Stepping into shoe business

Tour: Def Jam Records president Russell Simmons is promoting his new Phat Classic sneaker - and empowerment.

March 30, 2002|By Andrea K. Walker | Andrea K. Walker,SUN STAFF

Hip-hop mogul Russell Simmons sits yoga-style on a couch in Baltimore's Harbour Court Hotel talking about a sneaker that looks a lot like the old three-striped Adidas shell toe shoe many a rapper sported in videos in the '80s.

Lounging beside him wearing a pair of the shoes is former Run DMC rap group member and Simmons' brother, Joseph "Run" Simmons, one of the men who made the shell toe popular with the hit rap song "My Adidas."

The new sneaker is the latest venture by Russell Simmons, the president of Def Jam Records who also has his own clothing line called Phat Farm. He was in Baltimore yesterday as part of a 15-city tour to promote the shoe - and to spark a grassroots discussion among black youth about slavery reparations and entrepreneurship.

Using his brother as spokesman, Simmons hopes to make the new Phat Classic sneaker as much of an icon as the old shell toe, which many people still wear in a more modernized version.

"There's no athlete or anybody that's done more for a sneaker than what he did for Adidas," said Russell Simmons, nodding toward his brother, who now goes by the moniker Rev. Run.

But Rev. Run emphasizes that the Phat Classic is not the old Adidas. For one thing, he says, it's much more comfortable. The leather sneaker, which only comes in men's sizes, has fat shoe strings and a "P" on the side. The P comes in a variety of colors, including pink to attract some of the ladies.

"It's a whole other shoe when you put your feet in it," said Rev. Run, who owns 50 percent of Phat Farm's sneaker division. "Your foot may go to sleep up in there, it's so comfortable."

While in Baltimore, Simmons and Rev. Run made stops at R&B radio station 92-Q, the Sports Zone at Security Square Mall and a promotional party at a local nightclub.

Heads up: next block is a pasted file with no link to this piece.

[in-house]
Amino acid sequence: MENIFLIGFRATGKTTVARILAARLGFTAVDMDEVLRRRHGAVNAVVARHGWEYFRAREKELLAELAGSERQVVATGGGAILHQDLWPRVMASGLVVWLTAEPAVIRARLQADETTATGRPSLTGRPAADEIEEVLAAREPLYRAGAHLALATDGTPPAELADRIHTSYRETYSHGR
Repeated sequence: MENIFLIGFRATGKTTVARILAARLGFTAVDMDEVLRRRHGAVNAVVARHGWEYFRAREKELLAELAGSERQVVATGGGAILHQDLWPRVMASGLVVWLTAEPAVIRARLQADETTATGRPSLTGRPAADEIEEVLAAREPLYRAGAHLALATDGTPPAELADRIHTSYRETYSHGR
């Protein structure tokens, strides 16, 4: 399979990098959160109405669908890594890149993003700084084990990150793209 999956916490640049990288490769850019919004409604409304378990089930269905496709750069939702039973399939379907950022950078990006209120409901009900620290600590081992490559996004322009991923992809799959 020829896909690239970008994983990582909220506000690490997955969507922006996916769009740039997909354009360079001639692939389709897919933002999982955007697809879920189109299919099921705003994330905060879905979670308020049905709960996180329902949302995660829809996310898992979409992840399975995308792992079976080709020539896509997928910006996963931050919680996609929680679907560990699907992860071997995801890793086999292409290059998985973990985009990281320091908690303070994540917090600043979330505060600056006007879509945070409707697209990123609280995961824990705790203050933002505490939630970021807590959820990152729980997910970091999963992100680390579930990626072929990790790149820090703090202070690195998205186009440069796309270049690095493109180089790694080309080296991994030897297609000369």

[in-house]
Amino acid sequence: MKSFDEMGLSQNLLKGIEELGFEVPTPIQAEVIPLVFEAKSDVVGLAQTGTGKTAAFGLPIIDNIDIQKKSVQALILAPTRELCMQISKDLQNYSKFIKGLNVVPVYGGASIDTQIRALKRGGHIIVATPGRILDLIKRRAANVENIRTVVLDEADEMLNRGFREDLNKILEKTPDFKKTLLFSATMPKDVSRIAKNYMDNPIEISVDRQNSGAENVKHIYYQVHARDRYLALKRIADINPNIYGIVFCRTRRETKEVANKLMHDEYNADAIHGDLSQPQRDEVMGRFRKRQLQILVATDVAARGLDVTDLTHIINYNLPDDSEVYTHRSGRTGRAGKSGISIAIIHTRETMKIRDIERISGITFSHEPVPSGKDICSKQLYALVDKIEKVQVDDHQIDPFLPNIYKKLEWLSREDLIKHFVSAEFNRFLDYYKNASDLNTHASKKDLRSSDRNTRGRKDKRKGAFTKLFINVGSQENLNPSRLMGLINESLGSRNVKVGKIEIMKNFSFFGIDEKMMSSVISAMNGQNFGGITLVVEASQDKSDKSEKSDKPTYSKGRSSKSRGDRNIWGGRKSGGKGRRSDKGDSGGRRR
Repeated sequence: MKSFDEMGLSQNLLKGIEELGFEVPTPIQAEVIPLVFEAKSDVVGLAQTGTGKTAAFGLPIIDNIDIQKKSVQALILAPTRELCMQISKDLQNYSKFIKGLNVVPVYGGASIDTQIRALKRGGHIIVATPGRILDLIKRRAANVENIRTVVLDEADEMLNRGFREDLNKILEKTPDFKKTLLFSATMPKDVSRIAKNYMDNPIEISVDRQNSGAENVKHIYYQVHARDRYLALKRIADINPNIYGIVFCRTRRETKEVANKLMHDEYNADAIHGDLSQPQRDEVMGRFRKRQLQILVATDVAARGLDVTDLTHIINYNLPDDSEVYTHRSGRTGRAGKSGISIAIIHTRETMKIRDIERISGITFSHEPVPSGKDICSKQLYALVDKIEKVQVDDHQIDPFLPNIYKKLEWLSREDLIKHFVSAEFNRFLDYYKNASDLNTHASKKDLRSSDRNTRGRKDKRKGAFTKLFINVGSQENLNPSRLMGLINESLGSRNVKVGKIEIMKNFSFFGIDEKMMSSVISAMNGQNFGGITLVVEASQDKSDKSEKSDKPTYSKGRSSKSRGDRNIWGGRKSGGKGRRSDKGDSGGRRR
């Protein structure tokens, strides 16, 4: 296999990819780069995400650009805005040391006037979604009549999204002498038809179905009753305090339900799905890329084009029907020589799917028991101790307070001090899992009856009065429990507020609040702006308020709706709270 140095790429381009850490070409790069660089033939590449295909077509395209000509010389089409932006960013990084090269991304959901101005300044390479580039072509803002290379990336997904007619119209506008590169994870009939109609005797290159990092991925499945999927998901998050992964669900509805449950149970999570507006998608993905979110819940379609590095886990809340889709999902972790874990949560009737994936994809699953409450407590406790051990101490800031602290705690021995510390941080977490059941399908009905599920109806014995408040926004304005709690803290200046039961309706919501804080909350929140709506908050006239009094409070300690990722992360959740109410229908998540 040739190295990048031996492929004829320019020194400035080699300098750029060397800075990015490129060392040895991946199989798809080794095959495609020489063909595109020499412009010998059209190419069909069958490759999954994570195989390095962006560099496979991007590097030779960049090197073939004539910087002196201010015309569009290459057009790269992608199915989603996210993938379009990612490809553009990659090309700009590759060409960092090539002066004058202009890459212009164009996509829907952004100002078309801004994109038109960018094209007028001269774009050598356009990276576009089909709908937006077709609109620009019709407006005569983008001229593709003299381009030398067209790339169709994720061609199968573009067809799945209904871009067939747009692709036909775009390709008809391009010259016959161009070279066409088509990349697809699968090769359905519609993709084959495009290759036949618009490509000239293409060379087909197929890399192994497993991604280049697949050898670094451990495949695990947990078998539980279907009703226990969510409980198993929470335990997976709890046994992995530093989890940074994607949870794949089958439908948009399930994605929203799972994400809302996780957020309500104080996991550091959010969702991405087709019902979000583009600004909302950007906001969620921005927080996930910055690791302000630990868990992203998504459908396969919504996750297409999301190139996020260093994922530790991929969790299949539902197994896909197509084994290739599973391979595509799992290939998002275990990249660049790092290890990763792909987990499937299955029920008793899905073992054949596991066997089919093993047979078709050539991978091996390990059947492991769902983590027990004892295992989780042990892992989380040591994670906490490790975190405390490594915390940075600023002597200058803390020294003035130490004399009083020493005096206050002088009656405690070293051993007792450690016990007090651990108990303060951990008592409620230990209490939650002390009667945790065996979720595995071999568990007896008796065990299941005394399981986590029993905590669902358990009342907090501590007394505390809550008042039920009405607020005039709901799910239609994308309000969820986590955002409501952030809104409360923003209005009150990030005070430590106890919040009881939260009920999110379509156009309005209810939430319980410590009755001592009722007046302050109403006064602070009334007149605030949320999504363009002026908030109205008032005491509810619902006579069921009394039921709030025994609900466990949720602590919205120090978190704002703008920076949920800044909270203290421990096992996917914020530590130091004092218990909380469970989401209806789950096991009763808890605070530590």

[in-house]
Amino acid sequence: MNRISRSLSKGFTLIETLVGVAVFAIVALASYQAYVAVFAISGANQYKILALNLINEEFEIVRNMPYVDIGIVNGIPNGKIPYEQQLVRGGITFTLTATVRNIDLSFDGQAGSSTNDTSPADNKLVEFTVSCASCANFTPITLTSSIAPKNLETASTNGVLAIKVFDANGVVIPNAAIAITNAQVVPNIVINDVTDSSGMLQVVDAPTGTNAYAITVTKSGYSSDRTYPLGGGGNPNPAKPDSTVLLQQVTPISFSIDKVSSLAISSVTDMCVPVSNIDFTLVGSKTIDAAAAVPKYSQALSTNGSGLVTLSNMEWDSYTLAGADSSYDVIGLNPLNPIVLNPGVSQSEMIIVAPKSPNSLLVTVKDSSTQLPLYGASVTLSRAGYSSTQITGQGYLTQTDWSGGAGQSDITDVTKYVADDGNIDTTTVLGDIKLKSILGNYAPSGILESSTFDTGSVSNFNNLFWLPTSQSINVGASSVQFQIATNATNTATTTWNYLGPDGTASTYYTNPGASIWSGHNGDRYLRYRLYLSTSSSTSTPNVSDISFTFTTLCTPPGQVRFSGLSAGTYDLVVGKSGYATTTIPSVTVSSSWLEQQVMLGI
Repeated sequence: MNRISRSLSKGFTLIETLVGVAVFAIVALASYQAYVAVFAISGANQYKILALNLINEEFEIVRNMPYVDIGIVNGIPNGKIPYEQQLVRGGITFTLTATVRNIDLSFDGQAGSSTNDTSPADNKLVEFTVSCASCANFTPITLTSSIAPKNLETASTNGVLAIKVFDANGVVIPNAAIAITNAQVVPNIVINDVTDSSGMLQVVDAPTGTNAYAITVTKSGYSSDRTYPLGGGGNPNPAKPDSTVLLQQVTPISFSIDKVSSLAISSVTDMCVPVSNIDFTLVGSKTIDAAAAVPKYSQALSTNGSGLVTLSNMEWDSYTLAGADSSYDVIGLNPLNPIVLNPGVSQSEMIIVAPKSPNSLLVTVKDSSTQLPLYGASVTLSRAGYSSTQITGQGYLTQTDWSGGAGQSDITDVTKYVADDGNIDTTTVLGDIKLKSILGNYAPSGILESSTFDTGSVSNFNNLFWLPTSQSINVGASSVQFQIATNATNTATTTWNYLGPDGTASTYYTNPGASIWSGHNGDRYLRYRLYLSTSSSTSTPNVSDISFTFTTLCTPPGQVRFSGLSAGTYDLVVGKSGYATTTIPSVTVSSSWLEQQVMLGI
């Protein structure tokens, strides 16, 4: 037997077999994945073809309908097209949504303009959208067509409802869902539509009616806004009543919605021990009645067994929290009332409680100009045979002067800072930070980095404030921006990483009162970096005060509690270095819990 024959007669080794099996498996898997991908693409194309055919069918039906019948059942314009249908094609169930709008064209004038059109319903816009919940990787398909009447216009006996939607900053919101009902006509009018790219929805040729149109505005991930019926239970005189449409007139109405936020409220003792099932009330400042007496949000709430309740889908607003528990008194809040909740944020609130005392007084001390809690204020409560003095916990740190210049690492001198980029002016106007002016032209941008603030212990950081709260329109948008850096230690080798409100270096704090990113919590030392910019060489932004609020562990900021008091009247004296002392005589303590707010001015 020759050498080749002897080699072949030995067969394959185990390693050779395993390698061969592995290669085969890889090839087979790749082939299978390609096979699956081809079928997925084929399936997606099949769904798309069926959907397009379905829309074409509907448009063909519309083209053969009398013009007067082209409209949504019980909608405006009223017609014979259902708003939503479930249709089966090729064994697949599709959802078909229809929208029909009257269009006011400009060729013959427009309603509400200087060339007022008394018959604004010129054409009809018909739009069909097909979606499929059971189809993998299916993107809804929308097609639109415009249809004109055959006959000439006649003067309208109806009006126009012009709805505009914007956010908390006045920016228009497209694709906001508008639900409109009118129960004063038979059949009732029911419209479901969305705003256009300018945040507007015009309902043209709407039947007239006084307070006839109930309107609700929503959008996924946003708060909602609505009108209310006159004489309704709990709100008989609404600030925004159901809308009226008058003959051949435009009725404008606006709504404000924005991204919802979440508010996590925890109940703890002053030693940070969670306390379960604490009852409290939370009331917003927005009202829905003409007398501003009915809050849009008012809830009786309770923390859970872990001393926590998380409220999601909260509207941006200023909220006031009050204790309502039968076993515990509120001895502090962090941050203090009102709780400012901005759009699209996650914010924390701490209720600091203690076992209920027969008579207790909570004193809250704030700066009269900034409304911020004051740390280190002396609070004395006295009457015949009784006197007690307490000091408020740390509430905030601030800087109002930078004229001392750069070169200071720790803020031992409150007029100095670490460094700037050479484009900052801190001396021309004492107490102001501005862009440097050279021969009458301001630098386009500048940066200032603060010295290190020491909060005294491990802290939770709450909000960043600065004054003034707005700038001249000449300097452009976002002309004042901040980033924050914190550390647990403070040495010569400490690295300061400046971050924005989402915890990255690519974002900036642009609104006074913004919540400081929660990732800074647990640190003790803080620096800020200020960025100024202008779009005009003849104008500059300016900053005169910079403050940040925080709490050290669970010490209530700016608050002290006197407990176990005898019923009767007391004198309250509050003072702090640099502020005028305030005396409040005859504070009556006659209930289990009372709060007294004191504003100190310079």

At each stop, Simmons, while being careful not to criticize the white-owned companies that have profited from hip-hop, stressed the importance of supporting black businesses.

Designers like Tommy Hilfiger and Ralph Lauren Polo, he said, have benefited from the hip-hop artists who wear their clothes in videos and concerts. Black companies need to get a piece of that profit too, said Simmons, who started the careers of such rappers as LL Cool J and Jay-Z. He wants people to support companies like his Phat Farm, which in 10 years has grown to a $220 million business with 13 divisions.

Simmons said he has plans to open a debit card company targeting low-income clients with bad credit, and he applauded a class-action lawsuit filed in Brooklyn this week that seeks compensation from FleetBoston Financial Corp., Aetna Inc. and the CSX Corp., companies that at one time profited from the slave trade.

"This is a promotional tour to get people to talk about reparations and think about buying from their own," said Simmons.

The multidimensional businessman also created the HBO show Russell Simmons Presents Def Poetry recently to promote positive art. The show brings into the mainstream poetry hitsthat grow from coffeehouses around the country. He hopes the spoken word will eventually encourage rap artists to write more positive lyrics.

"All the business ventures I'm going to do now are going to be about empowering the people," Simmons said.

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